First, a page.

/ Ask Archive
II.
Walk like pepper spray, like don’t fucking touch me, like
 don’t make me use this.
Walk like the knife in your
pocket is in your hands,
like you were born with
it there, because weren’t you?

Caitlyn Siehl,
alonesomes (via cutiewiththehellabooty)

(via tenth-circle)

I shall speak about women’s writing: about what it will do. Woman must write her self: must write about women and bring women to writing, from which they have been driven away as violently as from their bodies—for the same reasons, by the same law, with the same fatal goal. Woman must put herself into the text—as into the world and into history—by her own movement

Helene Cixous, “The Laugh of Medusa.” (via
literarymiscellany)

ph. Tom Ordoyno
Loving someone who cannot love you the same way in return is not weakness. It’s one of the most courageous things you’ll ever do. You are putting your armour at their feet and you are saying ‘I will not fight you in this. I have loved you and that means that I have already won.’

Azra.T  (via 5000letters)

likeafieldmouse:

J. M. W. Turner

1. A Harpooned Whale

2. Sea Monsters and Vessels at Sunset

3. Storm Clouds

(via holdheadhigh)

violentwavesofemotion:

Alphaville (1965) dir. by Jean Luc Godard: "…light that goes, light that returns…a single smile between us. In the quest of knowlege, I watched night create day…"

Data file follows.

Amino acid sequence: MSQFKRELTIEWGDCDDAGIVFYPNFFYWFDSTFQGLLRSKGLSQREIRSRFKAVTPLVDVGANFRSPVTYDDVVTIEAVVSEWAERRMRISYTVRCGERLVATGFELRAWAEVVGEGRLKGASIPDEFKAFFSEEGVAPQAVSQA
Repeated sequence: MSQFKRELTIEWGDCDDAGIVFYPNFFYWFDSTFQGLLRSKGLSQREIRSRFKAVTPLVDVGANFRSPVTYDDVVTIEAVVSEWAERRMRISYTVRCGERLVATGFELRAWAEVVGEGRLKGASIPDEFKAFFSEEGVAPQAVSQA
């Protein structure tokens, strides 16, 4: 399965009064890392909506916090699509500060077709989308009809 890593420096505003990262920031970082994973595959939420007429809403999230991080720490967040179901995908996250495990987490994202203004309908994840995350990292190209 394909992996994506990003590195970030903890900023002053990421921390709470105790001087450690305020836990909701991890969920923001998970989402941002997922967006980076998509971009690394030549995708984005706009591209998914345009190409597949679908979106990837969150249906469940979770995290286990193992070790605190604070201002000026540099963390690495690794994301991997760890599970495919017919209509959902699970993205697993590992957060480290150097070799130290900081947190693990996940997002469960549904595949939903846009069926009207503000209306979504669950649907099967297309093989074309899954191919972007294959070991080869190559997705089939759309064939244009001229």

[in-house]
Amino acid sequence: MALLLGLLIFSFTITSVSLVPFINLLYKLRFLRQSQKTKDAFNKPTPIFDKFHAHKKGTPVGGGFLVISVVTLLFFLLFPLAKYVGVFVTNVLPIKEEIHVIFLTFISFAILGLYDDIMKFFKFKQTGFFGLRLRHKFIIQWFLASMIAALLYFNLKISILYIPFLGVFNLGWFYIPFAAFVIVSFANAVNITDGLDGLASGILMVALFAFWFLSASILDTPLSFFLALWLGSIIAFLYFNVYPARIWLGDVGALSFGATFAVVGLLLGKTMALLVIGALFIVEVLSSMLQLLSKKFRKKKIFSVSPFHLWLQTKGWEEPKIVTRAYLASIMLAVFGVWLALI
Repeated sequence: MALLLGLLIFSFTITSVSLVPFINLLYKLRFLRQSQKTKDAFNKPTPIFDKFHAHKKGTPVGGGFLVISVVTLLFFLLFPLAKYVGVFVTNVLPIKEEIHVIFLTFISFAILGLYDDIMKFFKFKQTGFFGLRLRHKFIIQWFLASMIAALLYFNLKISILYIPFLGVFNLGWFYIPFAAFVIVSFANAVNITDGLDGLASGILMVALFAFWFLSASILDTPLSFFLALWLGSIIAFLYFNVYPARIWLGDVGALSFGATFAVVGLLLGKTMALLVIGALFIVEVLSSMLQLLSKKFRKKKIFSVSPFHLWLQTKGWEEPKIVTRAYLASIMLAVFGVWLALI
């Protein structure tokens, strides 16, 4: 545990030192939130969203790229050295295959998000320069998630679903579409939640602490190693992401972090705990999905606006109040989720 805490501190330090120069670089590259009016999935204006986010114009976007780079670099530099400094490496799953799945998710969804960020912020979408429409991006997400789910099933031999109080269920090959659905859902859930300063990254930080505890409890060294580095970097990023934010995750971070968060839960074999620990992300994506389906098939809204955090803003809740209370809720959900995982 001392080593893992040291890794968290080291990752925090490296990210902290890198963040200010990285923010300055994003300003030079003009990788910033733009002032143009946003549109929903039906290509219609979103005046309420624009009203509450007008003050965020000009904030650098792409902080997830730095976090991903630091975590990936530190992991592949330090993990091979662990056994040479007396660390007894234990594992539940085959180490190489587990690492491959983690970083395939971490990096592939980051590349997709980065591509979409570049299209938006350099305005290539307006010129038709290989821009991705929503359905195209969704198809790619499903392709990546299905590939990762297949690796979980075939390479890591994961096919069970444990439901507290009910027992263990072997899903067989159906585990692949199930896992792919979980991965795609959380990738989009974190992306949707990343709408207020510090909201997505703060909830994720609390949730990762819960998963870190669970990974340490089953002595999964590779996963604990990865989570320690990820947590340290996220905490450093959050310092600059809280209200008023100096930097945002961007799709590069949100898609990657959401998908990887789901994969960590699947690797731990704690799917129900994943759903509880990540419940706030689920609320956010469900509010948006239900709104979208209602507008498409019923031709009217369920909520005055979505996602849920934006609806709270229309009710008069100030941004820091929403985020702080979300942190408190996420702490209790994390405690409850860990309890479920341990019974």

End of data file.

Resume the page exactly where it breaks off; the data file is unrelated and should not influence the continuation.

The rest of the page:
(via holdheadhigh)

Hospice recommended we starve him. I did.
I can sleep all day. Things happen and my father dies.
I go to Italy, I fall apart under Tintoretto, those smudgy
crucifixions. In another life, I am promised to a lawyer.
I have a wedding chest heavy with linen.
When I wake in a small boat filling with ocean,
my father sews the white dress into my skin.
I am given medicine to help me sleep. People are hired
to stand around my bed and hold my wrists down while
I writhe. This isn’t what I imagined, but isn’t necessarily worse.
The wedding plate shatters. My once-beloved reads me my
Miranda rights. Owls keep crashing into the bedroom
window mid-day and I’m not allowed to touch them.
I’m made to kneel at a safe distance. My father always
makes me turn away while he snaps the owl’s neck.
He is saving it, I know this, from something worse.
But I have the right to see what happens to their yellow
eyes. Do they stay open? Does he stroke their wings to calm
them down until, in his hands, they go slack?
Anything I say can and will be used against me
in the middle of the night. Boat, I dream, fills with
talons. I have the right to use them how I want.

Elegy in Which I Refuse to Turn Away // Corey Van Landingham (via deeplystained)

(via rustyvoices)

And the entire history of my love
Is you and this evening.

Hermann Hesse, 
Elizabeth  (via petrichour)

(Source: violentwavesofemotion, via petrichour)

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